We are interested in thinking through the intersections of race, sexuality, self-possession, and legitimate American personhood and citizenship.
We are interested in thinking through the intersections of race, sexuality, self-possession, and legitimate American personhood and citizenship. At the heart of this inquiry is a commitment to interrogate the formative roles played by settler colonialism and racial slavery in the figuration of an American idealized subject and to challenge resistant modalities that hold on to (self) possession and propertied personhood even as they might contest its racial and sexual premises.
In the interest of study, we convened a working group composed of scholars: most crucially, our colleagues and friends included folks not currently affiliated with a university along with graduate students and faculty from Duke University, the University of North Carolina, Chapel Hill, and the University of North Carolina, Greensboro. We gathered twice around selectively chosen texts and had rich and generative conversations on everything from the second half of Saidiya Hartman’s Scenes of Subjection: Terror, Slavery, and Self-Making in Nineteenth-Century America (1997) and Anna Tsing’s "Unruly Edges: Mushrooms as Companion Species" (2012) to Sora Han’s "Slavery as Contract: Betty’s Case and The Question of Freedom" (2015) and Tiffany King’s "The Labor of Re(reading) Plantation Landscapes Fungible(ly)" (2016).
In some ways, we followed our friend Fred Moten’s loving suggestion at the series opening, to stay with "what’s out" from the outside, the "parallel track to predication . . . [and those] cultural and aesthetic activities crucial to resistance or fugitivity because then it ‘gives us a chance to think, talk, and be together . . . hopefully with friends, food, wine . . . kids [r]unning around . . . these activities [that] were [following Cornel West] outside the normative gaze of the white man.’"
Moreover, in the spirit of beginning again, we paradoxically returned to the church; we say "paradoxically" given the history of the Western church’s functioning as a scene and purveyor of enclosure. So that is where we were. As we shared in our opening remarks, what we liked about the church was its windows. We wanted to talk outside, to gather in a space that spoke of the sacrality of aeration, of the unbounded, of outness itself. The windows weren’t far from the altar, and as we talked and studied, the sun often got into our eyes.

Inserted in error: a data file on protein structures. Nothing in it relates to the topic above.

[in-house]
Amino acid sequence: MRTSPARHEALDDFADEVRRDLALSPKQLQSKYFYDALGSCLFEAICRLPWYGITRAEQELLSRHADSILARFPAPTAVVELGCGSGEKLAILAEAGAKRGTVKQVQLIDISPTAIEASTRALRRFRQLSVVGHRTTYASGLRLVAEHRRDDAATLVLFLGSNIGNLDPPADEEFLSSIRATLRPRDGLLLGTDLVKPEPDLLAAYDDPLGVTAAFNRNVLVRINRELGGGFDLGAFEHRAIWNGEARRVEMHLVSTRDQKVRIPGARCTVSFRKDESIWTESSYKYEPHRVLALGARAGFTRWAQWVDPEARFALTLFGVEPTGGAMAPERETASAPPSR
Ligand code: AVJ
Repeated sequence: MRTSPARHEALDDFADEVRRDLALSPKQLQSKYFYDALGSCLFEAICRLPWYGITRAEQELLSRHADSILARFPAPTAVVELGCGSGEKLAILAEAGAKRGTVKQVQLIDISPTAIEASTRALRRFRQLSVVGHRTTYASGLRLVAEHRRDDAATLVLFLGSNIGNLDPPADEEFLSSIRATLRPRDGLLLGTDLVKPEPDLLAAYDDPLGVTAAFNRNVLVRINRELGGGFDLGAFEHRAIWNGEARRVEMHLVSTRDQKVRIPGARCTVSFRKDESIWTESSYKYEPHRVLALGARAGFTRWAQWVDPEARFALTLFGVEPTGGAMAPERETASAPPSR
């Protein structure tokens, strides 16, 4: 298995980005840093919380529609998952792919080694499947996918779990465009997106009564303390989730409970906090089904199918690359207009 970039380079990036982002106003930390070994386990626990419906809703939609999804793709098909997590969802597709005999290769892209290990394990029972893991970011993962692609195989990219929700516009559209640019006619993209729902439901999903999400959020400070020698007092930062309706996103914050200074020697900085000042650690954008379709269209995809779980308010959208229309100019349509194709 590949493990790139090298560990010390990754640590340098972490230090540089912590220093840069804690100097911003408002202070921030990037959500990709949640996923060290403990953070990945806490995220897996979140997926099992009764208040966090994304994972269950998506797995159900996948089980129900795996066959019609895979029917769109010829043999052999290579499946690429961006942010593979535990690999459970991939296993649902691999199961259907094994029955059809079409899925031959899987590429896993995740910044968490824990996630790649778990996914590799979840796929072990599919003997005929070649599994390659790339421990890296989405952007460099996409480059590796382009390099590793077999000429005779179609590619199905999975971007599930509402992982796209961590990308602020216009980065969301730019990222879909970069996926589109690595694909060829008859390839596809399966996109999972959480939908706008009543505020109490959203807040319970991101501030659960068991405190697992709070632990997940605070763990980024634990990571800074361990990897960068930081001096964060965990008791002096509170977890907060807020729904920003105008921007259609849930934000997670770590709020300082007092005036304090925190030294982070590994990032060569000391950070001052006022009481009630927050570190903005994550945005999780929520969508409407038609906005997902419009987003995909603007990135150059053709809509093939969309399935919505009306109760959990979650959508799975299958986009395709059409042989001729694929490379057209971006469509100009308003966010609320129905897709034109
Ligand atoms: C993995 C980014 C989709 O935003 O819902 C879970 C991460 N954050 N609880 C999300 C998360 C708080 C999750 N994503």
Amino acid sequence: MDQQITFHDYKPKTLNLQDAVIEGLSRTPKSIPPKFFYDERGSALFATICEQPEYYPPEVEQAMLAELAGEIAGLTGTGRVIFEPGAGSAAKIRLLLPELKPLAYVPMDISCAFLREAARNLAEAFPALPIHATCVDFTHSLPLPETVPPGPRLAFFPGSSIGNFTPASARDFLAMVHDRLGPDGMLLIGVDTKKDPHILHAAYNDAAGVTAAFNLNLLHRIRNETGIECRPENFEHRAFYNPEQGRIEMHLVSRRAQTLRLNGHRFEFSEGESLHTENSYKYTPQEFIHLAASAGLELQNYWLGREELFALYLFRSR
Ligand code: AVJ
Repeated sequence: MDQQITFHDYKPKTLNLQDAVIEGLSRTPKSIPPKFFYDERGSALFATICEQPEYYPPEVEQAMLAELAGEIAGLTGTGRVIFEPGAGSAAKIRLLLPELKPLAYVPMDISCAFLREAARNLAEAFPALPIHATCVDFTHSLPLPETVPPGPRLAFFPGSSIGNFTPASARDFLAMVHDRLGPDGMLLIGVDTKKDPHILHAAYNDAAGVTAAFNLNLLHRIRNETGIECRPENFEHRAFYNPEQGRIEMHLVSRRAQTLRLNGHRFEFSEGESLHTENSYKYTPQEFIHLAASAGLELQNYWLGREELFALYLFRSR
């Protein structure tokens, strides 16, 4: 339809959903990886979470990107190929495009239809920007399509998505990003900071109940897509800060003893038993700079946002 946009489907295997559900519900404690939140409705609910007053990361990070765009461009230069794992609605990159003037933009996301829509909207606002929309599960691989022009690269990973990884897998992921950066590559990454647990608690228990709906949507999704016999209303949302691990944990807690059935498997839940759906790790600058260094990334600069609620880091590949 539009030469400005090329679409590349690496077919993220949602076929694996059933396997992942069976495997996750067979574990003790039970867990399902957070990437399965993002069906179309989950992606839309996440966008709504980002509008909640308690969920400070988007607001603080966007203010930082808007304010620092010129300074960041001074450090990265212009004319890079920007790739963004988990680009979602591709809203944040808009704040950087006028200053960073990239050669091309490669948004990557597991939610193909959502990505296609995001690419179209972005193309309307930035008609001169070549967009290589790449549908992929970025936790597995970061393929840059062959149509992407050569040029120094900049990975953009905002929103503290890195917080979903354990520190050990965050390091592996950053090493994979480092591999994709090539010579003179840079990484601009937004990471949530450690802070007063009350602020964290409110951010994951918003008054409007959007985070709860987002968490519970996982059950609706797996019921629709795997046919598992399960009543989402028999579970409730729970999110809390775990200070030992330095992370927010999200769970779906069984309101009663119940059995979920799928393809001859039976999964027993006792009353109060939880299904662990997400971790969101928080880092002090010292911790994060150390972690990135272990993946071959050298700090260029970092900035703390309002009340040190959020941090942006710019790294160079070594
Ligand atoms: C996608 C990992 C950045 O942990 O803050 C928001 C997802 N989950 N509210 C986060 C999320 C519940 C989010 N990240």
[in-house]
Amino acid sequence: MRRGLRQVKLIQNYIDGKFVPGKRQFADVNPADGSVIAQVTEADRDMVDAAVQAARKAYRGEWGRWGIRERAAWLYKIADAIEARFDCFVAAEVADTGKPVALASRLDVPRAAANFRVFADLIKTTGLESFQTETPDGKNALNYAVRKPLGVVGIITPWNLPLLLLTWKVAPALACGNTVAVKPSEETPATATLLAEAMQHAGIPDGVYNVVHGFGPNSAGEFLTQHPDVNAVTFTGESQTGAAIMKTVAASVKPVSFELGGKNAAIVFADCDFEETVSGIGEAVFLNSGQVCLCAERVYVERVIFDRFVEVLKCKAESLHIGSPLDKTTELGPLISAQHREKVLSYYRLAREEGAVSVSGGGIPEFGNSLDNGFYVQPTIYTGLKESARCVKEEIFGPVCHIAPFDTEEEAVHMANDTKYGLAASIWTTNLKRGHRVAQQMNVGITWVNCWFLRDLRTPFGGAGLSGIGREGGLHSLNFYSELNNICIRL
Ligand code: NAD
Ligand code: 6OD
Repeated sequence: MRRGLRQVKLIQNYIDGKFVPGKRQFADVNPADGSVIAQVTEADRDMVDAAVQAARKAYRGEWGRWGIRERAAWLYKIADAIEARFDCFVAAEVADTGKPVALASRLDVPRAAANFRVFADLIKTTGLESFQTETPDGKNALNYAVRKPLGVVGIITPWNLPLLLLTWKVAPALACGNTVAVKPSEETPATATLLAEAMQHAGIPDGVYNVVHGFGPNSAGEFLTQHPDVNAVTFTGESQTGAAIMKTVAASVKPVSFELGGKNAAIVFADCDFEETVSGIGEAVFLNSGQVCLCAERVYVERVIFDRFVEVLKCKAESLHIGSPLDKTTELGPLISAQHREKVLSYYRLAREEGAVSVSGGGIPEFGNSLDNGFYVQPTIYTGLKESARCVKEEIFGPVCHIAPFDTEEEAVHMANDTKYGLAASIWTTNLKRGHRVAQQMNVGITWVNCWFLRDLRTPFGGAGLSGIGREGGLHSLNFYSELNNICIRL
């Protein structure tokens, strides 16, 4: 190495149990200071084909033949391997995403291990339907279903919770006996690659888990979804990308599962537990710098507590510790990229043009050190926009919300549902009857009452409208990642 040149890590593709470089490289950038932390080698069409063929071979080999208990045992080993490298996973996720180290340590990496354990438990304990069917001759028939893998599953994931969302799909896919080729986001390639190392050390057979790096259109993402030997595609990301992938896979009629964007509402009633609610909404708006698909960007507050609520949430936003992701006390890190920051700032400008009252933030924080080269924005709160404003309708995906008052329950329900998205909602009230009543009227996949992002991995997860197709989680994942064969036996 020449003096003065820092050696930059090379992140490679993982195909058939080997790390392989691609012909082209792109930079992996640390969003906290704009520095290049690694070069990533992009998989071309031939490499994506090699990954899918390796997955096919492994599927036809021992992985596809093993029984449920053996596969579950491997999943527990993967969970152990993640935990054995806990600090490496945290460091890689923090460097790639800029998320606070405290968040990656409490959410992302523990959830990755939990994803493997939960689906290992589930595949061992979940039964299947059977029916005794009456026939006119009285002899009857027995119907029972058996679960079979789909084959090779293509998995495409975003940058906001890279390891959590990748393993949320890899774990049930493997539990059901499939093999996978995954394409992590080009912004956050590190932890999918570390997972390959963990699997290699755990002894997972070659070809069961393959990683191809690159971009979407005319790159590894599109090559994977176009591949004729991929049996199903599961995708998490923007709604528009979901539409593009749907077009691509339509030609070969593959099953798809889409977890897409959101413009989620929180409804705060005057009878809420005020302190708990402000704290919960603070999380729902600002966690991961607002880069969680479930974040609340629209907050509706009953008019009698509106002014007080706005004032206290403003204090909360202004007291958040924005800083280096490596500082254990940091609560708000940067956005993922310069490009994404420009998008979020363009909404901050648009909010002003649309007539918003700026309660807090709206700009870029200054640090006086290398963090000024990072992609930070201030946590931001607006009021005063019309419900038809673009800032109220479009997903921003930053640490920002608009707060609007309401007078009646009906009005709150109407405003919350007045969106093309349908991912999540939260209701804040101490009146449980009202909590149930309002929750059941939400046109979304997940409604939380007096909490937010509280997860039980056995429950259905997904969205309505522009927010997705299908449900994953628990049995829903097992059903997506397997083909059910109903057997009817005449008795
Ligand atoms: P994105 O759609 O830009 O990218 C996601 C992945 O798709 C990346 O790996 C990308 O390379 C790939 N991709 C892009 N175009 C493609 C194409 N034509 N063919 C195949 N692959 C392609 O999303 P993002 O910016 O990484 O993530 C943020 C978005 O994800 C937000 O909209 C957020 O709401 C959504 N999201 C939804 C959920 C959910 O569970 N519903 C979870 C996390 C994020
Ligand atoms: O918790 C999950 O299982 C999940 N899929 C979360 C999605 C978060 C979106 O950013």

Even as the church bears the history of enclosure, the moral center of a "model city," we wanted to conduct an experiment in the interest of lingering with that city’s fundamental imperfections, along the glimmering, uncapturable edges of what escapes its enclosures (Stonecipher 2015). We asked, in study: What opens up when we abide by this atmospheric, which is also metaphysical, ambiguity, the church’s uneasy comportment to the "cosmos" as both ornament and order (Cohen 2013, xxiii)? Again, this paradox moves in the church’s pretense to making and breaking the outdoors. Steeple walls have historically and tenuously sought to harbor the theological, racial, and sexual traditions and countertraditions, precisely as those traditions either make a claim for or respect what cannot be claimed, the unclaimability of atmosphere itself. It was Jean Toomer who tuned that "there is no end to out" (Toomer 1980, 427).
New atmospheric inhabitations indexed an alternative practice of the sacred even as the church’s walls and windows have historically alternated between becoming one with while shuttering out the unknowable holiness of all earthly life, breath, and spirit, where walls and windows still bespeak and avoid the messages the neighboring trees send by way of their shadows.
As we began again, we reveled in the revelation that the trees and air were already inside that place even as its architecture suggested otherwise.